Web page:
first_imgAouar wants to end his Lyon career on a high with the side back in the Champions League (Getty)Old teammate Tanguy Ndombele lost his place in the France squad after struggling when he first joined Spurs, while Aouar may have noticed compatriot William Saliba’s lack of opportunities.The third and final reason that Aouar opted to remain at Lyon is that he wants to help them qualify for the Champions League this season, having missed out on European qualification last season.Unfortunately for Arsenal, Aouar’s decision to remain at Lyon for one more campaign means they will face renewed competition for his signature next summer, with the likes of Juventus, PSG and Real Madrid all expected to have the funds to sign him.MORE: ‘I wouldn’t be worried about Houssem Aouar’: John Barnes sends advice to Arsenal boss Mikel Arteta on transfer priorityMORE: Zinedine Zidane responds to Real Madrid links with Arsenal target Houssem AouarFollow Metro Sport across our social channels, on Facebook, Twitter and Instagram.For more stories like this, check our sport page. Metro Sport ReporterSunday 4 Oct 2020 9:01 amShare this article via facebookShare this article via twitterShare this article via messengerShare this with Share this article via emailShare this article via flipboardCopy link6.6kShares The three reasons Houssem Aouar has decided to shelve Arsenal transfer hopes and stay at Lyon Aouar was keen to join Arsenal but has now decided to stay at Lyon (Picture: Getty)According to RMC Sport, Aouar has now shelved his hopes of moving to the Emirates and has informed Lyon that he is committed to remaining at the club for the 2020/21 season.AdvertisementAdvertisementADVERTISEMENTThe Frenchman outlined three key reasons for his decision: Firstly, the transfer had dragged on for so long that it would have left precious little time for Lyon to sign a replacement.Aouar came through the academy and has a huge amount of respect for the club he joined over a decade ago and did not want to leave ‘through the back door’ or potentially put the team in trouble.More: Arsenal FCArsenal flop Denis Suarez delivers verdict on Thomas Partey and Lucas Torreira movesThomas Partey debut? Ian Wright picks his Arsenal starting XI vs Manchester CityArsene Wenger explains why Mikel Arteta is ‘lucky’ to be managing ArsenalA second important factor was the European Championships next summer, with Aouar believing he has a better chance of retaining his spot in Didier Deschamps’ squad if he stays at Lyon.There would be no guarantees that he would hit the ground running at Arsenal – particularly with the transfer happening so late – and any problems in adapting to the Premier League would severely hamper his hopes, whereas at Lyon the team is built around him. The French midfielder will how remain at his current club for the 2020/21 season (Picture: AFP)Houssem Aouar has put his hopes of joining Arsenal on hold and will remain at Lyon, with the midfielder having explained his decision to the club’s hierarchy over the weekend, according to reports.Gunners boss Mikel Arteta has been desperate to sign a new midfielder, targeting both Atletico Madrid’s Thomas Partey and Aouar, but with the transfer window closing on Monday he is running out of time.Lyon were open to negotiating a fee for the 22-year-old midfielder – who was keen to move to north London – but Arsenal were unable to shift their deadwood in time to raise the £40million fee required.center_img Advertisement Comment Advertisementlast_img read more

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first_img Both parties will receive the full written reasons from the independent regulatory commission that imposed the suspension – the minimum ban for an aggravated offence under the FA’s rules. West Brom striker Anelka is able to appeal against the ban, but the FA is also permitted to appeal to try to have the ban increased. FA general secretary Alex Horne said: “This was a gesture we haven’t seen before in English football. The reality is we haven’t got the written reasons yet, we will get those on Monday at which point it is open to appeal from either our side or Nicolas Anelka’s side so I can’t comment personally as to whether five matches are enough.” The quenelle salute has anti-Semitic connotations in Anelka’s home country of France, but the commission accepted there was no intent by West Brom striker to be anti-Semitic. Under strict liability rules, however, he was found guilty of an aggravated offence. New rules brought in this season mean any racial or discriminatory offence carries a minimum five-match ban, and FA chairman Greg Dyke said the governing body would look to see if these changes had been effective. Speaking after the International FA Board meeting in Zurich, he said: “This is an evidence-based inquiry and what did Mr Anelka say and what was basis for the decision – we will see that on Monday. “We will look at the whole thing again once this one has been done. This was not an easy case, because for most people in England that sign meant nothing. “It’s only what it meant in France that became important, so I we will look at the judgement and will ask people do we think that’s fair or that we should change anything as a result of that.” Anelka performed the gesture as a goal celebration after scoring in his club’s match against West Ham on December 28. Anelka insisted the salute was in support of his friend, the French comedian Dieudonne M’bala M’bala, the person who first brought the quenelle to prominence. Dieudonne has been prosecuted for anti-Semitic offences and has been barred from entering the UK. UEFA is holding a disciplinary hearing on Monday into the case of a Belgian futsal player Omar Rahou who also made a quenelle gesture during a match. UEFA’s new racism rules carry a minimum 10-match ban. Nicolas Anelka and the Football Association will both decide on Monday whether to launch appeals over the five-match ban for his quenelle gesture.center_img Press Associationlast_img read more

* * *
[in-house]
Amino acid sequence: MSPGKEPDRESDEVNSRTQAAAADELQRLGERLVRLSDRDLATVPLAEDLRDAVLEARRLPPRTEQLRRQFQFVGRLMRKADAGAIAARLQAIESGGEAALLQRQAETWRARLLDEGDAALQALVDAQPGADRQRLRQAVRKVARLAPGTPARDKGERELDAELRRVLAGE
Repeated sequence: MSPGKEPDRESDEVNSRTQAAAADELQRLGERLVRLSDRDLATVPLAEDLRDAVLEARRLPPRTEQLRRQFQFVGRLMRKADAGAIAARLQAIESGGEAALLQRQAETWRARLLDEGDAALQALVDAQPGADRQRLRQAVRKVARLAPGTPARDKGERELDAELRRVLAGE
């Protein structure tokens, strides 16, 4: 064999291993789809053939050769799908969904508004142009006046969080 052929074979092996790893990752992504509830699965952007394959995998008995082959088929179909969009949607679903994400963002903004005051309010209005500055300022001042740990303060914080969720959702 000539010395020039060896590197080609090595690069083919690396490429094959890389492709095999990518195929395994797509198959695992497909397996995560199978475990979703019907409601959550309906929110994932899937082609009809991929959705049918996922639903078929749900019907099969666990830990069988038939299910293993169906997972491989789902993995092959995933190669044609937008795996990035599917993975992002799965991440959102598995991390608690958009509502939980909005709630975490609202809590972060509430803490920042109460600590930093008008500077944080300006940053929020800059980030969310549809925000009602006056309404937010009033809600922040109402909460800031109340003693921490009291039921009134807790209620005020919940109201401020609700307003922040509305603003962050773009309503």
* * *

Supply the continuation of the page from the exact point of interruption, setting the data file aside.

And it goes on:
first_imgJEFF SCHORFHEIDE/Herald photoIt’s never easy for Wisconsin men’s hockey coach Mike Eaves to tell one of his players he won’t be playing in a game.But six straight times this season, that was the message he had to deliver to forward Michael Davies.“When you look into a young man’s eyes and you tell him he’s not playing a game, it hurts deep,” Eaves said. “But at the same time, I admire his maturity in how he handled it.”As hard as it was for Eaves, though, it was an even tougher pill to swallow for Davies, a junior from St. Louis.“At first, obviously you’re going to be very disappointed,” Davies said. “You just have to look at yourself and just work hard. You can’t really control a lot.”According to Eaves, Davies just wasn’t playing to the level the coaching staff knew the 24-point scorer from a year ago was capable of playing at. As a result, he was benched for the team’s two home games against Michigan Tech and two road series against Minnesota Duluth and St. Cloud State.“I know it’s tough on him. It’s tough on anybody not being out there,” said junior forward Aaron Bendickson. “But like coach says, you can only control what you can control.”Since the year began, Eaves has been wanting Davies to step up his performance during 5-on-5 play. Last season, seven of Davies’ 13 goals came on the power play. His lone goal of the season prior to last week’s Michigan game — part of a 6-5 losing effort to Denver — also came with the man-advantage.The missing link was Davies’ ability to produce at even strength.“Mike Davies was playing at a certain level,” Eaves said. “We wanted him to play at a higher level all the time so that he could make our team better in more than just one way.”Being benched was a scenario Davies never could have envisioned entering the 2008-09 campaign. He missed just one game last year and played in all 41 games in his freshman season — which began with a bang, as he scored two goals in his first game with Wisconsin.Now, as a veteran on the team, he’s missed more games in his junior season than he did during his first two years combined.“When you first come here, you never really think about that stuff,” Davies said. “You just want to work hard and get in the lineup. Once I got out of the lineup, I had to work harder to get back in the lineup.”This past weekend, Davies made his return to the ice for the Badgers. It didn’t take him long to get back on the score sheet, tallying a goal Saturday against Michigan — a goal that proved to be the game-winner in a 3-0 UW victory.“It felt great,” Davies said of the goal. “Before I was playing, I was struggling to contribute a lot. It was fun to be able to [put] one in, especially at that point in time against Michigan.”Ironically enough, Davies’ goal against the Wolverines came on the power play when he collected the rebound off a shot from teammate Brendan Smith.“That’s one of my strengths is the power play,” Davies said. “I was able to just get a bounce off the goalie’s pads from [Smith].” Davies found himself on the fourth line for both games of the College Hockey Showcase this weekend, a spot he was in only once earlier in the year. He started Wisconsin’s opening game on the top line and later bounced back and forth between the top three.At this point, though, any line is a good line for Davies.“Right now, I don’t care who my line mates are. I just want to play,” Davies said. “You realize that whenever you’re sitting out — you don’t care who you’re playing with as long as you’re in the lineup.”On a fourth line that seems to change weekly, Davies was joined over the weekend by sophomore Podge Turnbull and Bendickson, who said he and Davies have always seemed to connect with each other on the ice.“I always like playing with Mike,” Bendickson said. “We like to play the same style of game, in a way. We get along really well. Sometimes that helps out when you play hockey, too. I just know him a lot and know what his tendencies are.”“Bendickson’s a great player,” Davies said of his line mate. “We play well together.”Davies and Eaves both know scoring a goal against Michigan wasn’t a permanent fix to the situation but rather a temporary solution while Davies continues to work in practice to get to the level of play the coaches expect of him.“There’s still fundamental things about Michael’s game that we’re going to continue to stay hard on that he’s got to get done,” Eaves said.“Right now, I’m focusing on just being consistent in practice, which hopefully leads to consistency during games,” Davies said. “I’m just working hard. … It just makes you realize that you never know when it’s going to be your last shift out there.”The hard work has not gone unnoticed.“He played well this weekend,” said team captain Blake Geoffrion, who is also one of Davies’ roommates on campus.Bendickson, who also missed six games this year — although his absence was due to a wrist injury — has also noticed what Davies has been able to do.“I’ve seen a lot of improvement,” Bendickson said. “I think he got a fire lit underneath him, and that’s what he needed. He’s as good as he wants to be.”last_img read more